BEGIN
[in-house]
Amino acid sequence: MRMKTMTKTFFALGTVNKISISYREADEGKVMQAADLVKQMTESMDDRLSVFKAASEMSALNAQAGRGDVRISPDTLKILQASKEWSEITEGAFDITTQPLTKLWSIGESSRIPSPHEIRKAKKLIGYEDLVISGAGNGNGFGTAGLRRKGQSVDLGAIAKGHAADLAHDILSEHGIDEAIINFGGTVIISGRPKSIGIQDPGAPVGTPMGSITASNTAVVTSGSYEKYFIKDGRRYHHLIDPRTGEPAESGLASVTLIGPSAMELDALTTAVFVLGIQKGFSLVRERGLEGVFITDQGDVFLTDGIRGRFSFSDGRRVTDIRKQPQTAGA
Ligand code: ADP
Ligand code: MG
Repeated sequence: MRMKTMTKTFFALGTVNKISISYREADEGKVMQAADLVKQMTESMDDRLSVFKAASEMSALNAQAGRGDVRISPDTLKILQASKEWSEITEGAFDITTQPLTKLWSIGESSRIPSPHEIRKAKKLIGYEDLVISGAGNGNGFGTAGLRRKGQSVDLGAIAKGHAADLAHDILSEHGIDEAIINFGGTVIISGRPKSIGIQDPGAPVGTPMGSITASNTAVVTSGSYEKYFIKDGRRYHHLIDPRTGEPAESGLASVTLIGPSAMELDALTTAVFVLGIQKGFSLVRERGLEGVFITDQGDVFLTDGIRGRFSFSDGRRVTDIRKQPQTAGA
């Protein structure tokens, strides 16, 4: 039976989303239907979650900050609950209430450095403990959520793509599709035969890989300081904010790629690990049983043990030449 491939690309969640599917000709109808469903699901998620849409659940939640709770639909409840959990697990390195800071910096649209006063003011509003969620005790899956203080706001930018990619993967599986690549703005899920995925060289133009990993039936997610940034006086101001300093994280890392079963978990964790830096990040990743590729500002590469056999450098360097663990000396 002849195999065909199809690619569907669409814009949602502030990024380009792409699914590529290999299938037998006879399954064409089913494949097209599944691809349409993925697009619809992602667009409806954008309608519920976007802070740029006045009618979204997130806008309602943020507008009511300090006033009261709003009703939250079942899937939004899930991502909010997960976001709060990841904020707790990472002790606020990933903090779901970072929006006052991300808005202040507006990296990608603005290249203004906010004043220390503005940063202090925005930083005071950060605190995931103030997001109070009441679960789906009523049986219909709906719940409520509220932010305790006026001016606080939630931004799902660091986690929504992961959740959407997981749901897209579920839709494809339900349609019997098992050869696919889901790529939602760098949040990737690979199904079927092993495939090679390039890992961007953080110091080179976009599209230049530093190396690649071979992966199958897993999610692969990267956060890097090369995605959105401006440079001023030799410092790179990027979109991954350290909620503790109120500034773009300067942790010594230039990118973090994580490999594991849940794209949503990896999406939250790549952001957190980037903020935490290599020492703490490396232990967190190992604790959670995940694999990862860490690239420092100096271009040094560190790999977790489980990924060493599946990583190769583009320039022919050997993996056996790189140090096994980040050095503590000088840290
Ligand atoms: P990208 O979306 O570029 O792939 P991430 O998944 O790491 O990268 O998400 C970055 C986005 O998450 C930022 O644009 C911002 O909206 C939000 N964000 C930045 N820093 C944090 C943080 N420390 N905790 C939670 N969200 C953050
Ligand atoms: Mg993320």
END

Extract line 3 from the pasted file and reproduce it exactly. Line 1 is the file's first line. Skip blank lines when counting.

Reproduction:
Ligand code: ADP